Windsor

How the Downtown Windsor Farmers Market will operate amid tightened stay-at-home order

The Downtown Windsor Farmers Market is taking on a different look this year, as it prepares to open this weekend, says Brian Yeomans of the Downtown Windsor BIA.

The market returns this Saturday, with pandemic safety practices in place

The Downtown Windsor Farmers Market will be different than it looked in 2019, as shown in this photo. For 2021, safety measures will be in place to ensure safety and that public health guidelines are met. (Bob Becken/CBC)

The Downtown Windsor Farmers Market is taking on a different look this year, as it prepares to open this weekend. according to Brian Yeomans, chair of the Downtown Windsor Business Improvement Association (DWBIA).

Only 100 people will be allowed in at a time, with about 30 vendors featured, though that number is expected to fluctuate as restrictions change throughout the year.

"This is essentially an outdoor supermarket, same as any of those supermarkets that people are going into an enclosed space," said Yeomans. "This is exactly the same, but it's in open air. 

"We are keeping the numbers low to ensure that people feel safe," he said, adding that attendees are expected to wear masks and practise physical distancing.

"As much as I love to say it's a great social gathering, this is not right now the time to socially gather. This is a time to get your essential goods and move along so that the next people can get in and grab those things."

DWBIA chair Brian Yeomans says the market will be limited to vendors only selling essential goods, such as food, health and beauty products, and pet-care items. (Tahmina Aziz/CBC)

The market will be limited to vendors selling on essential goods, such as food, health and beauty products, and pet-care items.

Leslie Balsillie, co-owner of The Fruit Wagon, said she feels more comfortable participating this year, and was pleased with how controlled and well managed the market was last year.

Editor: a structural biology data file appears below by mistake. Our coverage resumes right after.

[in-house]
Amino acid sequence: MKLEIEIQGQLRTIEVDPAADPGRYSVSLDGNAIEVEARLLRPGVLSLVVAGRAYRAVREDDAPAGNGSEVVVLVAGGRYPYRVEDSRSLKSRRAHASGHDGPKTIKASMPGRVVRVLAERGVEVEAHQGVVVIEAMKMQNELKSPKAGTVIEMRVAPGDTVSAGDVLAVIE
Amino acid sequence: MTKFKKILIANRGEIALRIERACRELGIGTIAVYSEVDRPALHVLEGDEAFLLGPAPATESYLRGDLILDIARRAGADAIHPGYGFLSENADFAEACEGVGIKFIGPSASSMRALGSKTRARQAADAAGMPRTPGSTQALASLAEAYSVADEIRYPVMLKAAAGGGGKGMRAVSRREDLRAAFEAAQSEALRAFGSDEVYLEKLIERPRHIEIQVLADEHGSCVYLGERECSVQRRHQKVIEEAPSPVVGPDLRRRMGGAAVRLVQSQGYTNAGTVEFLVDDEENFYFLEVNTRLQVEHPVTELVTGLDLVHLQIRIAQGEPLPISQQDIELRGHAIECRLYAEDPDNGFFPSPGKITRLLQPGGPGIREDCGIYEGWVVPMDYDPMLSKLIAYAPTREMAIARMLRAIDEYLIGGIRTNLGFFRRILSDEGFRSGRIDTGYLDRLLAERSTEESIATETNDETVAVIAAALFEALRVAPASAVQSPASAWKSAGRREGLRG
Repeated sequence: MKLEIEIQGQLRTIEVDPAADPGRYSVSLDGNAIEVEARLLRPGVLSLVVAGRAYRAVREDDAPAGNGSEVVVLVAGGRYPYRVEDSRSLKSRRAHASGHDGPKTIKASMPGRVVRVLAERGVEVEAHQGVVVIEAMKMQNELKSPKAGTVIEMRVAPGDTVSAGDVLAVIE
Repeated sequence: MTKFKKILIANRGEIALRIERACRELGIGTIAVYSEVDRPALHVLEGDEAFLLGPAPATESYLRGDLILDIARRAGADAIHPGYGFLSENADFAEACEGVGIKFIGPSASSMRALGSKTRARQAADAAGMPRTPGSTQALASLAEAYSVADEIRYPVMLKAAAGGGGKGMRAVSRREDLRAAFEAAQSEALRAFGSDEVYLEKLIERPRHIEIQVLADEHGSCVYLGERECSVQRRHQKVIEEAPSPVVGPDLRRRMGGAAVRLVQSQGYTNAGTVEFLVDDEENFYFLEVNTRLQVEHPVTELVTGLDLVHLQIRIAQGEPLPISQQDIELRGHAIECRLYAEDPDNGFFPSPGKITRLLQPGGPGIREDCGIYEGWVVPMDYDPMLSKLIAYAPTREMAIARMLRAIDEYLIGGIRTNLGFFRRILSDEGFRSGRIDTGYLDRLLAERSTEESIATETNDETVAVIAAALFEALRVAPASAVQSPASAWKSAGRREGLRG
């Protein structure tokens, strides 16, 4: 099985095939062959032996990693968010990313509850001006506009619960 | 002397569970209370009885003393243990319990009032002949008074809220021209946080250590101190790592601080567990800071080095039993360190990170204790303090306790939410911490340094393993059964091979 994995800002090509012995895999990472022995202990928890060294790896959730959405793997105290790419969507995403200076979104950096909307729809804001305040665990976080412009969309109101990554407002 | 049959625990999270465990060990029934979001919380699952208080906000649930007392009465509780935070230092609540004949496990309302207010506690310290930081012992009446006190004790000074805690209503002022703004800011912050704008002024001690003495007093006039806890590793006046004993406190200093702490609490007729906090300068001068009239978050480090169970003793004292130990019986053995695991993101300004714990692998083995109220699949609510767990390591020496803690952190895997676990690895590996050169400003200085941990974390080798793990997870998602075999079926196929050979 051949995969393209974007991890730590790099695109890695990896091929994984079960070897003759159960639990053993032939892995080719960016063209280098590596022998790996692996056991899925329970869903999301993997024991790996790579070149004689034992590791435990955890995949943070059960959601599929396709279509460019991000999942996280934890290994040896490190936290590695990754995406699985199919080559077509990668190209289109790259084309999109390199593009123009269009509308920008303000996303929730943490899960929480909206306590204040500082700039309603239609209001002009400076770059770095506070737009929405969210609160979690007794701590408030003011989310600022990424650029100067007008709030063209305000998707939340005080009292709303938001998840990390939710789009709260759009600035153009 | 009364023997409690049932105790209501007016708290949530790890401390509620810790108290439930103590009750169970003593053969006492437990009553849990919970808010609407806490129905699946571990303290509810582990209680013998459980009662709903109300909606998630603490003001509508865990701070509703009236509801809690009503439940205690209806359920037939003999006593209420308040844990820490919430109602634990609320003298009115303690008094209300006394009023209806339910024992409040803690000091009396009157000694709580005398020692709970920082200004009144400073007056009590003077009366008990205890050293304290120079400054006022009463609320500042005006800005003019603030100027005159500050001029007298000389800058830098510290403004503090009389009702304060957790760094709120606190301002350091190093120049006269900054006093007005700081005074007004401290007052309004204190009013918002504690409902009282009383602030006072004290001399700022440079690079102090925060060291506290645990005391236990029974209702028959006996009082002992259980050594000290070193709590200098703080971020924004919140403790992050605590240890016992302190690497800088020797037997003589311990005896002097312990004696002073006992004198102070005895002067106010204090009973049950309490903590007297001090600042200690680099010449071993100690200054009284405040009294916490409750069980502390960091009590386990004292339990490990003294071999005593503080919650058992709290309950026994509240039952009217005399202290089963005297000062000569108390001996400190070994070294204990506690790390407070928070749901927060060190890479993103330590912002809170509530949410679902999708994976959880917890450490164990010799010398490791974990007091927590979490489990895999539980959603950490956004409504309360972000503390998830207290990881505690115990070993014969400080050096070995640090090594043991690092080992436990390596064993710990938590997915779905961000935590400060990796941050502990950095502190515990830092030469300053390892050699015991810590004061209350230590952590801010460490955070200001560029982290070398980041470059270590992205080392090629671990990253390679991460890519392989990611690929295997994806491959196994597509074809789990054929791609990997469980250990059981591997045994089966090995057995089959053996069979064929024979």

"We knew a lot less at that time," she said. "We went last year a little nervous [on] the first day, and then we said it feels OK and everyone was practising safe practices. So we feel OK this year."

Balsillie added: "We have all our materials on hand, we have hand sanitizer, we know the way to keep our display clean. We know how to set it up to get the spacing properly."

She said she'll miss the vendors who aren't able to be vendors right now.

"I feel really badly for the people that are not able to participate, but I think that they will be welcomed with open arms."

Leslie Balsillie, co-owner of The Fruit Wagon, says she feels more comfortable participating in the market this year, and was pleased with how controlled and well managed it was last year. (Tahmina Aziz/CBC)

Yeomans said he's confident in the safety measures put in place to ensure they meet public health guidelines, adding that there will be volunteers in assisting the flow of traffic.

He reiterated the importance of the market, encouraging Windsorites to support local businesses.

"It's important to note that the business that we are helping and the businesses that are working with the farmers market are all essential services," he said. "We did a fantastic job at keeping people safe last year, and we learned a lot from that.

"If you can get out to the market and support these farmers and these businesses, please do. We're excited for the day that everything is a little bit more open and we can all get back to enjoying a normal life again."

The market opens Saturday at 8 a.m. ET, operating at Pelissier Street and Maiden Lane.

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